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Erase the Word “Luck” from Your Vocabulary!


If I hear one more woman say “I’m just lucky I got this job,” or “It’s just sheer luck that I got this raise,” or “It’s total luck that I got into graduate school,” I will kick them! I swear I will.

Ladies, listen to me. Stop attributing your hard work, your skills, your talents and results to something so nebulous and external as “luck.”

Ever hear a man say it was just luck that landed him a new client, raised profits or managed a crisis? No! They never do.

Because women externalize success and men internalize it.

Meaning, mean attribute success to something within themselves. Research consistently shows that men attribute their success to their inborn talents and skills. While, women always want to mention “the team effort,” or the collegiality aspect. It makes me want to throw up.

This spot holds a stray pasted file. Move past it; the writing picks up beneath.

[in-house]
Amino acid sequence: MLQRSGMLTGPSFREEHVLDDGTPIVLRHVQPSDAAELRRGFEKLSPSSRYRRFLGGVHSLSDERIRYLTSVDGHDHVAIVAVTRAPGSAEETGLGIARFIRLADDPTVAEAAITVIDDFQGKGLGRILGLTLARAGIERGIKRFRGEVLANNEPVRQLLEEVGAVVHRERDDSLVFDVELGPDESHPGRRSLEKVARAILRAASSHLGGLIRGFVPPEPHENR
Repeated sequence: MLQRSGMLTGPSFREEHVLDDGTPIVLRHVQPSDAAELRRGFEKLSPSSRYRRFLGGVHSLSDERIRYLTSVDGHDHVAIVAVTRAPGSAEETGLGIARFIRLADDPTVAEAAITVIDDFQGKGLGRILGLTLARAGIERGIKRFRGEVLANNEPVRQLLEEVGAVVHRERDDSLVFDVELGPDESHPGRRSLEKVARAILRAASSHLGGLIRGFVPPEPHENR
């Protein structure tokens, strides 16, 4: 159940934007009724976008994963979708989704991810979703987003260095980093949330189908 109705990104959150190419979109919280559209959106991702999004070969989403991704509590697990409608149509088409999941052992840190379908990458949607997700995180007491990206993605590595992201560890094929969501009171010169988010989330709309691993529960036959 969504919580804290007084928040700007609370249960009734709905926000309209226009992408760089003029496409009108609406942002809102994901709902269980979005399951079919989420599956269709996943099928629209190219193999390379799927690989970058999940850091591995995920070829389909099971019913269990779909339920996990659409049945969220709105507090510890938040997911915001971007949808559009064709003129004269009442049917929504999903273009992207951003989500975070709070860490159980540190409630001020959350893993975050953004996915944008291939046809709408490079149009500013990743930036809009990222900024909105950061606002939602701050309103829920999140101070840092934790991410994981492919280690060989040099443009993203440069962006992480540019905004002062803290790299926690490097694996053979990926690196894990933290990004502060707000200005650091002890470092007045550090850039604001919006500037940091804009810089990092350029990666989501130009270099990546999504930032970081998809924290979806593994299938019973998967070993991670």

Who do you think gets the top leadership positions? The people who constantly reference ‘luck’ and ‘chance’ and how “lucky” they are to be where they are? OR, the people who own their success, the ones that confidently state their accomplishments and their talents?

You must stop acting grateful for the position or jobs you’re in, and start promoting yourself, start acting like you deserve to be there. The first step is by removing the word “luck” from your vocabulary.

Next time you’re hanging out with your friends, make a note of how often women use the word “luck” or “lucky” to describe their current job or position in life. Now that you’re aware of the problem, you’ll start to hear it everywhere, ALL the time.

Next time one of your friends says they’re “lucky” interrupt the dialogue by asking them why they need to externalize their success. Ask them if they’ve ever heard a man claim it was all luck.

It may seem like such a small innocuous thing, but it’s not. It’s part of a larger, more systemic problem with women and the internalization of failure, and the overwhelming amount of fear women have about going out of their comfort zone. If we’re constantly attributing our success to something external, and not linking success directly to whom we are, and what we’re capable of, then we’ll continue to live in the comfort zone of mediocrity. We’ll continue to not reach for things, not ask for raises or promotions, because it was only “luck” that got us here, right?